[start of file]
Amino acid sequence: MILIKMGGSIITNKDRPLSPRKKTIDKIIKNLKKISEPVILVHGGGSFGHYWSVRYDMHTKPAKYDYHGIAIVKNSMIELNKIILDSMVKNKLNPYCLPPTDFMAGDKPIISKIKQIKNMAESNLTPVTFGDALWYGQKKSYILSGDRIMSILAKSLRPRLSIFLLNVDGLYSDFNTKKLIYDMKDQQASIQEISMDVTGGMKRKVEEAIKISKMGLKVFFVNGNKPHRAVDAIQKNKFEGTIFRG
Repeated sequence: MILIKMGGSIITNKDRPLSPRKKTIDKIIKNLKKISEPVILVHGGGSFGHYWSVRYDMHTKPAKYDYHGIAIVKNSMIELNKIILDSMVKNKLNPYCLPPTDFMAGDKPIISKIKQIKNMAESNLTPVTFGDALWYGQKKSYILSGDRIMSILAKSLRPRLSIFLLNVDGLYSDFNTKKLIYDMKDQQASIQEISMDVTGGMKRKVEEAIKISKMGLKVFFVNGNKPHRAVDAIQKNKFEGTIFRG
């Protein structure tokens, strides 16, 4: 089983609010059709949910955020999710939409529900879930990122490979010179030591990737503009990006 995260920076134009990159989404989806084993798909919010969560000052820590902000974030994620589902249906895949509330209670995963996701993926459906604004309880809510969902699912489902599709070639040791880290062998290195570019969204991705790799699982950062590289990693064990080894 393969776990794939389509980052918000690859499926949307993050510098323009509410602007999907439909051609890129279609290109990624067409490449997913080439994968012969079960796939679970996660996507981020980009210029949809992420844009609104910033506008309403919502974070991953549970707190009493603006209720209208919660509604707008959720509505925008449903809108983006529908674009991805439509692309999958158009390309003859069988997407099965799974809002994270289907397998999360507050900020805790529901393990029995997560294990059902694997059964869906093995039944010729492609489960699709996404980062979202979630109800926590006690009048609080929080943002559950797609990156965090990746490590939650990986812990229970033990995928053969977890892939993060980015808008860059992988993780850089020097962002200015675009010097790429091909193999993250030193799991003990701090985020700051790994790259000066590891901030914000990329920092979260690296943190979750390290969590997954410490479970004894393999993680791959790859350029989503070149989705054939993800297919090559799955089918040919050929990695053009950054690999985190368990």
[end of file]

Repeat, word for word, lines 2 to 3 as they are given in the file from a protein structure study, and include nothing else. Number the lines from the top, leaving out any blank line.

Repeated sequence: MILIKMGGSIITNKDRPLSPRKKTIDKIIKNLKKISEPVILVHGGGSFGHYWSVRYDMHTKPAKYDYHGIAIVKNSMIELNKIILDSMVKNKLNPYCLPPTDFMAGDKPIISKIKQIKNMAESNLTPVTFGDALWYGQKKSYILSGDRIMSILAKSLRPRLSIFLLNVDGLYSDFNTKKLIYDMKDQQASIQEISMDVTGGMKRKVEEAIKISKMGLKVFFVNGNKPHRAVDAIQKNKFEGTIFRG
């Protein structure tokens, strides 16, 4: 089983609010059709949910955020999710939409529900879930990122490979010179030591990737503009990006 995260920076134009990159989404989806084993798909919010969560000052820590902000974030994620589902249906895949509330209670995963996701993926459906604004309880809510969902699912489902599709070639040791880290062998290195570019969204991705790799699982950062590289990693064990080894 393969776990794939389509980052918000690859499926949307993050510098323009509410602007999907439909051609890129279609290109990624067409490449997913080439994968012969079960796939679970996660996507981020980009210029949809992420844009609104910033506008309403919502974070991953549970707190009493603006209720209208919660509604707008959720509505925008449903809108983006529908674009991805439509692309999958158009390309003859069988997407099965799974809002994270289907397998999360507050900020805790529901393990029995997560294990059902694997059964869906093995039944010729492609489960699709996404980062979202979630109800926590006690009048609080929080943002559950797609990156965090990746490590939650990986812990229970033990995928053969977890892939993060980015808008860059992988993780850089020097962002200015675009010097790429091909193999993250030193799991003990701090985020700051790994790259000066590891901030914000990329920092979260690296943190979750390290969590997954410490479970004894393999993680791959790859350029989503070149989705054939993800297919090559799955089918040919050929990695053009950054690999985190368990």